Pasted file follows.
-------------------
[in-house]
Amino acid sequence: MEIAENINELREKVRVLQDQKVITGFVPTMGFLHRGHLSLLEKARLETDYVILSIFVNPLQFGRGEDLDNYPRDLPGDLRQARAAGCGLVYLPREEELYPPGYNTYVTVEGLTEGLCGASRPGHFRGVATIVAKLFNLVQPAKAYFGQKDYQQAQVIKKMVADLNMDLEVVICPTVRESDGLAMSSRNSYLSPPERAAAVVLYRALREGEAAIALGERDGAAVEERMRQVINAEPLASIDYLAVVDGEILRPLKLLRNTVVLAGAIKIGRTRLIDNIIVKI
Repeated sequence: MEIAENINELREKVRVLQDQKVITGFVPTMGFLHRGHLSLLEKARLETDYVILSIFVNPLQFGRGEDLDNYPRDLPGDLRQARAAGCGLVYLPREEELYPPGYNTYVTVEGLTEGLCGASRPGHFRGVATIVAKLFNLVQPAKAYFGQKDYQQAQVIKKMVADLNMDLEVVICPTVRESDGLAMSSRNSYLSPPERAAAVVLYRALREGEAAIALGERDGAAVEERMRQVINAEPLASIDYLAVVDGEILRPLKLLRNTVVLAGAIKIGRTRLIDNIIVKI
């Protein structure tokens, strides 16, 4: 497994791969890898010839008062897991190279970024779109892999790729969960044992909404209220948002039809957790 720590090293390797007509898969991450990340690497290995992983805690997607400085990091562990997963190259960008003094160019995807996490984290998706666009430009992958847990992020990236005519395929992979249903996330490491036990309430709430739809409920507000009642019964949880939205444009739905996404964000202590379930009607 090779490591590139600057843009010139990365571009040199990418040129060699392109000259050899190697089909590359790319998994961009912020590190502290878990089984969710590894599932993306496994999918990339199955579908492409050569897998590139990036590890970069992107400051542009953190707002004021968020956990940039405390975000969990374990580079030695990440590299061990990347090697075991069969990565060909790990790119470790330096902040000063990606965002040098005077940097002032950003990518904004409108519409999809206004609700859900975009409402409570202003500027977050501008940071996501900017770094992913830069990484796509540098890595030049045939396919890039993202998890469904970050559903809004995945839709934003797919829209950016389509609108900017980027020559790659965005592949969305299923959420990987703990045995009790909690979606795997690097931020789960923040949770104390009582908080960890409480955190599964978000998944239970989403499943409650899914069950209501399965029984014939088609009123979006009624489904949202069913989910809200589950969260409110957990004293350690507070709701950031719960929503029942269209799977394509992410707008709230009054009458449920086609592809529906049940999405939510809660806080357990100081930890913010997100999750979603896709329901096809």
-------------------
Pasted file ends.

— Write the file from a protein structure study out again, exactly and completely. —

[in-house]
Amino acid sequence: MEIAENINELREKVRVLQDQKVITGFVPTMGFLHRGHLSLLEKARLETDYVILSIFVNPLQFGRGEDLDNYPRDLPGDLRQARAAGCGLVYLPREEELYPPGYNTYVTVEGLTEGLCGASRPGHFRGVATIVAKLFNLVQPAKAYFGQKDYQQAQVIKKMVADLNMDLEVVICPTVRESDGLAMSSRNSYLSPPERAAAVVLYRALREGEAAIALGERDGAAVEERMRQVINAEPLASIDYLAVVDGEILRPLKLLRNTVVLAGAIKIGRTRLIDNIIVKI
Repeated sequence: MEIAENINELREKVRVLQDQKVITGFVPTMGFLHRGHLSLLEKARLETDYVILSIFVNPLQFGRGEDLDNYPRDLPGDLRQARAAGCGLVYLPREEELYPPGYNTYVTVEGLTEGLCGASRPGHFRGVATIVAKLFNLVQPAKAYFGQKDYQQAQVIKKMVADLNMDLEVVICPTVRESDGLAMSSRNSYLSPPERAAAVVLYRALREGEAAIALGERDGAAVEERMRQVINAEPLASIDYLAVVDGEILRPLKLLRNTVVLAGAIKIGRTRLIDNIIVKI
């Protein structure tokens, strides 16, 4: 497994791969890898010839008062897991190279970024779109892999790729969960044992909404209220948002039809957790 720590090293390797007509898969991450990340690497290995992983805690997607400085990091562990997963190259960008003094160019995807996490984290998706666009430009992958847990992020990236005519395929992979249903996330490491036990309430709430739809409920507000009642019964949880939205444009739905996404964000202590379930009607 090779490591590139600057843009010139990365571009040199990418040129060699392109000259050899190697089909590359790319998994961009912020590190502290878990089984969710590894599932993306496994999918990339199955579908492409050569897998590139990036590890970069992107400051542009953190707002004021968020956990940039405390975000969990374990580079030695990440590299061990990347090697075991069969990565060909790990790119470790330096902040000063990606965002040098005077940097002032950003990518904004409108519409999809206004609700859900975009409402409570202003500027977050501008940071996501900017770094992913830069990484796509540098890595030049045939396919890039993202998890469904970050559903809004995945839709934003797919829209950016389509609108900017980027020559790659965005592949969305299923959420990987703990045995009790909690979606795997690097931020789960923040949770104390009582908080960890409480955190599964978000998944239970989403499943409650899914069950209501399965029984014939088609009123979006009624489904949202069913989910809200589950969260409110957990004293350690507070709701950031719960929503029942269209799977394509992410707008709230009054009458449920086609592809529906049940999405939510809660806080357990100081930890913010997100999750979603896709329901096809």